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The Longest Two Weeks

This is part of the Medical Humanities series on Op-Med, which showcases creative work by Doximity members. Do you have a creative work related to your medical practice that you’d like to share? Send it to us here.

One, two, three I am counting the days to hold you in my arms. I dream with your touch, and your warm hugs.

Four, five, six I am thinking about all the things we will do. Play with blocks, kick the ball, and of course read a book.

Seven, eight, nine The last days are the worst. I can’t wait anymore. Life is lonely and quiet without you.

Ten, eleven, twelve I remembered the past, when I counted the days. You were inside of my belly, and I was ready to meet you for the first time.

Thirteen, and finally fourteen You knock very hard; it is already time. I am as excited and anxious as both of you are. I take out my mask and open the door. You run to my arms and with tears in the eyes, we say with one voice: Quarantine is done!


What was your inspiration? Did other creative works, if any, influence your creation of this piece?

To Eli, Ari, and Alex. Thanks for being the light at the end of the tunnel. My inspiration came from my caring boys and my supportive husband. They were waiting for me on the other side of the door during my COVID-19 quarantine. I dedicate this poem to them and to any other spouse and child that had the same experience.


How long have you been doing this activity? What got you started? How do you relate it to your medical practice?

To be sincere, this is my first poem. I am used to writing medical articles, so this is a completely new experience for me. I use this poem as a way to express myself during challenging and non-precedent times. Hopefully this poem will have a positive impact on other people.


Why did you choose this medium? What interests you about it?

In medicine, we learn the importance of communicating with others, transmitting information, and sharing experiences. Poems are used to express and share feelings, beliefs, and stories, as well as connect with others. Using just a few words and some rhymes, I wanted to transmit my personal experience. Even more important, I wanted to keep this special memory and share it with my kids when they grow up.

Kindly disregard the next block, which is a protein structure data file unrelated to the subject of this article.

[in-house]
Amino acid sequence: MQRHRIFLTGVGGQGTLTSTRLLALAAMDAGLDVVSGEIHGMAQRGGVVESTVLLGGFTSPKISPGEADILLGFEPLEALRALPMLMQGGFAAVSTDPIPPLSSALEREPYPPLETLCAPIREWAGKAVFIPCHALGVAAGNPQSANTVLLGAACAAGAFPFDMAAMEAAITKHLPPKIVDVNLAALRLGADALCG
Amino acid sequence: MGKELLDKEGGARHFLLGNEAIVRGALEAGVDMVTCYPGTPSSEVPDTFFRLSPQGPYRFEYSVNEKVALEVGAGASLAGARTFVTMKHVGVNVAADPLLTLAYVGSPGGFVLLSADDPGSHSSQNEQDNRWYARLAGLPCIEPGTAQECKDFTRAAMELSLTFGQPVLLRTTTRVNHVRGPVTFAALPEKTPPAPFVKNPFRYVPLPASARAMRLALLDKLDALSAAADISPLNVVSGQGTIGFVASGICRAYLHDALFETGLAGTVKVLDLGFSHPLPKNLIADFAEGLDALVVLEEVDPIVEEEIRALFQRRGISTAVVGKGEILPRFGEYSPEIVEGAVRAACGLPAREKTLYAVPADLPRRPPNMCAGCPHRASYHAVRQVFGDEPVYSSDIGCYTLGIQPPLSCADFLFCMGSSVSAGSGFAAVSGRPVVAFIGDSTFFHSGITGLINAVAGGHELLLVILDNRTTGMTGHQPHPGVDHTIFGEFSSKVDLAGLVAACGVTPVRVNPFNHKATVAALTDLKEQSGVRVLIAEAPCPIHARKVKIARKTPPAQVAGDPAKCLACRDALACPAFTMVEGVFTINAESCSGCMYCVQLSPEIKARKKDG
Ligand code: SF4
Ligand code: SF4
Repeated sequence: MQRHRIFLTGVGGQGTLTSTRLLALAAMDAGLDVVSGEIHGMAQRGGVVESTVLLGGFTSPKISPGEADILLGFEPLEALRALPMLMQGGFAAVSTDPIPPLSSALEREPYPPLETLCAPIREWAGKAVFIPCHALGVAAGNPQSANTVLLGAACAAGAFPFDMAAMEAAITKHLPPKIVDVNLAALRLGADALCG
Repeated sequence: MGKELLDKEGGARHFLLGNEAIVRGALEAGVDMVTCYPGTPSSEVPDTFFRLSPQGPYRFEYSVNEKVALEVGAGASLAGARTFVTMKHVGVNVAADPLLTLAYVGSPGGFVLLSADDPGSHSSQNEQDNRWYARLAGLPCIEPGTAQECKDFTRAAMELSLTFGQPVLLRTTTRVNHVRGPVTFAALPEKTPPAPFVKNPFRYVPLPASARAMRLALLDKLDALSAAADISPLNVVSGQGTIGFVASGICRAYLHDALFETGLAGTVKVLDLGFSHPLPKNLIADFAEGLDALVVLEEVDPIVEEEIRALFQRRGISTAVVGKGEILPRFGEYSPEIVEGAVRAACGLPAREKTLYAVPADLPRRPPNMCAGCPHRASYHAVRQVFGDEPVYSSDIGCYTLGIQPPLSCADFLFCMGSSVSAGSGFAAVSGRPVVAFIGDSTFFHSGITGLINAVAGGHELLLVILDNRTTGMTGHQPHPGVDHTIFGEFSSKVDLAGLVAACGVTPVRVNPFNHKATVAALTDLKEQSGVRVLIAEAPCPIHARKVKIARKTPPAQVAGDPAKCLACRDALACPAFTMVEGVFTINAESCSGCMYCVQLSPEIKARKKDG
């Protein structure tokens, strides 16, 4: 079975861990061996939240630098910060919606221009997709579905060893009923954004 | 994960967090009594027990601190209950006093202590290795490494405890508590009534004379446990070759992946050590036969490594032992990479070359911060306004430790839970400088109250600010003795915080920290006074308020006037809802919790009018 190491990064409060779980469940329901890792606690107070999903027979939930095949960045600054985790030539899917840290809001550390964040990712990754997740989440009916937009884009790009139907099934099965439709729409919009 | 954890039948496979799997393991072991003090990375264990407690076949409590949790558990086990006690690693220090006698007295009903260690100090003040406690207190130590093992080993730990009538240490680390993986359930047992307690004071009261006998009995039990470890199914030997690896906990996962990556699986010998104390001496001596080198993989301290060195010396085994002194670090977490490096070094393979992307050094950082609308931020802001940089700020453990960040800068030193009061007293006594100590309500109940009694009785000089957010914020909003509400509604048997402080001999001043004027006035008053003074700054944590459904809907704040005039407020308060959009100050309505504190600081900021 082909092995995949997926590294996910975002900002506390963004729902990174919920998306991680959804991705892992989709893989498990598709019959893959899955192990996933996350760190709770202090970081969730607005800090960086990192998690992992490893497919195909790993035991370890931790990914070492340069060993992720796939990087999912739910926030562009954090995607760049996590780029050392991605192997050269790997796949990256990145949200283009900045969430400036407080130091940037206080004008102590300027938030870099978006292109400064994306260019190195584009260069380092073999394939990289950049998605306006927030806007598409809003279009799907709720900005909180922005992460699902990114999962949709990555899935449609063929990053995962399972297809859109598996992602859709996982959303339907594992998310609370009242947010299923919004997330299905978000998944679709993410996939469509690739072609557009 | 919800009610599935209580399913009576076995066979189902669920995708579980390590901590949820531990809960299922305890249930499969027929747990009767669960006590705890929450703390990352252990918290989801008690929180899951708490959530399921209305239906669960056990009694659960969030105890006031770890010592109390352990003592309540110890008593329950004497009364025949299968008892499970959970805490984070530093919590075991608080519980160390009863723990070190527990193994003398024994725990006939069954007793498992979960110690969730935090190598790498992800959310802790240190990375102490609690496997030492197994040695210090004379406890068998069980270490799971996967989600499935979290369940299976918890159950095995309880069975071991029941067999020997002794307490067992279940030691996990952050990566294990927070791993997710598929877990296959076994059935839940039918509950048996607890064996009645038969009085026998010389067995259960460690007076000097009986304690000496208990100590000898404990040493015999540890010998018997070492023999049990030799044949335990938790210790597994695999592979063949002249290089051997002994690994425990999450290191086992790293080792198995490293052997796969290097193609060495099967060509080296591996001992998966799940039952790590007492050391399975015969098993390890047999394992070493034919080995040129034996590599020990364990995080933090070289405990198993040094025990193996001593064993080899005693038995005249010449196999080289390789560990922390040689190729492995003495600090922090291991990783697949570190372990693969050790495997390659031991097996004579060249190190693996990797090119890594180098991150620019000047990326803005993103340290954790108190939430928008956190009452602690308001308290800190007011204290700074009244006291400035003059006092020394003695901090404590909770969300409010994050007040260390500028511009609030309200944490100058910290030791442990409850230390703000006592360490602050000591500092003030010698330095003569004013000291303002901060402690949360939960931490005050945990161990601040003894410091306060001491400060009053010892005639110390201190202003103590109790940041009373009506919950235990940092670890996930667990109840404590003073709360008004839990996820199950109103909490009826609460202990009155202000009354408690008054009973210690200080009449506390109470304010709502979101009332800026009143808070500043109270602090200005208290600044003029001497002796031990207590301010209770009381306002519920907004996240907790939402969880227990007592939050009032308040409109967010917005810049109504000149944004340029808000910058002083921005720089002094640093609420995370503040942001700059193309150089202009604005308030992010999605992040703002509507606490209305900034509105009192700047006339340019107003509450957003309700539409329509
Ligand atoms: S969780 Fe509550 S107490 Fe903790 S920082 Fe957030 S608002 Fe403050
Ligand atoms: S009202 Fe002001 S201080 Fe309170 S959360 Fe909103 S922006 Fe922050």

Dr. Miriam Zylberglait Lisigurski is a Board-Certified Internal Medicine and Geriatrics physician and a Fellow of the American College of Physicians. She is the Internal Medicine Residency Associate Program Director at Aventura Hospital and Medical Center. In addition, Dr Zylberglait joined Nova Southeastern University's (NSU) Dr. Kiran C. Patel College of Allopathic Medicine as the Medicine Clerkship Director. Dr Zylberglait completed the Physician Leadership Academy (FMA) and a Fellowship on Leadership Education and Development (AAMC). Dr. Zylberglait has a supportive husband and two wonderful little boys that help her to keep balance between her personal and professional life.

Disclosure; "This project was supported (in whole or in part) by HCA Healthcare and/or an HCA Healthcare affiliated entity. The views expressed in this publication represent those of the author(s) and do not necessarily represent the official views of HCA Healthcare or any of its affiliated entities."

Illustration Collage: April Brust / GettyImages

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